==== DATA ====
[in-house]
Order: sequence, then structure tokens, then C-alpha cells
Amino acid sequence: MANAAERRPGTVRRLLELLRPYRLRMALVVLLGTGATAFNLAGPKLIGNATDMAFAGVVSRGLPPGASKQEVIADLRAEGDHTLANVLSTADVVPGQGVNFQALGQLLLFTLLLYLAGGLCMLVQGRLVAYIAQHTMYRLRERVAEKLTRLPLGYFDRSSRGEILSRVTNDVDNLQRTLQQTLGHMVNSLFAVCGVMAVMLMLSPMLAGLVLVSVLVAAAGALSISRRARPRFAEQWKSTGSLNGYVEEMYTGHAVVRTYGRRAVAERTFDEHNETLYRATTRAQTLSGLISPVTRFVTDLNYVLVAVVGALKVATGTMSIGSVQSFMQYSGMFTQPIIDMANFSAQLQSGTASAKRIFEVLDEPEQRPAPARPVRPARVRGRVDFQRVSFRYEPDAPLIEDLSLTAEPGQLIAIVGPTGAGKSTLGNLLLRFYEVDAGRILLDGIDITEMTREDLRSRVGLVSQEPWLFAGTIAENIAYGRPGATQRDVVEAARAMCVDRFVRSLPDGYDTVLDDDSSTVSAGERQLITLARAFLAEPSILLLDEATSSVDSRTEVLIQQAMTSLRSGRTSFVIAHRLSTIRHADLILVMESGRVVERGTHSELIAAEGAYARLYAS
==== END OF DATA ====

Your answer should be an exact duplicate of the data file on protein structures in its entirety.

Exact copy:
[in-house]
Order: sequence, then structure tokens, then C-alpha cells
Amino acid sequence: MANAAERRPGTVRRLLELLRPYRLRMALVVLLGTGATAFNLAGPKLIGNATDMAFAGVVSRGLPPGASKQEVIADLRAEGDHTLANVLSTADVVPGQGVNFQALGQLLLFTLLLYLAGGLCMLVQGRLVAYIAQHTMYRLRERVAEKLTRLPLGYFDRSSRGEILSRVTNDVDNLQRTLQQTLGHMVNSLFAVCGVMAVMLMLSPMLAGLVLVSVLVAAAGALSISRRARPRFAEQWKSTGSLNGYVEEMYTGHAVVRTYGRRAVAERTFDEHNETLYRATTRAQTLSGLISPVTRFVTDLNYVLVAVVGALKVATGTMSIGSVQSFMQYSGMFTQPIIDMANFSAQLQSGTASAKRIFEVLDEPEQRPAPARPVRPARVRGRVDFQRVSFRYEPDAPLIEDLSLTAEPGQLIAIVGPTGAGKSTLGNLLLRFYEVDAGRILLDGIDITEMTREDLRSRVGLVSQEPWLFAGTIAENIAYGRPGATQRDVVEAARAMCVDRFVRSLPDGYDTVLDDDSSTVSAGERQLITLARAFLAEPSILLLDEATSSVDSRTEVLIQQAMTSLRSGRTSFVIAHRLSTIRHADLILVMESGRVVERGTHSELIAAEGAYARLYAS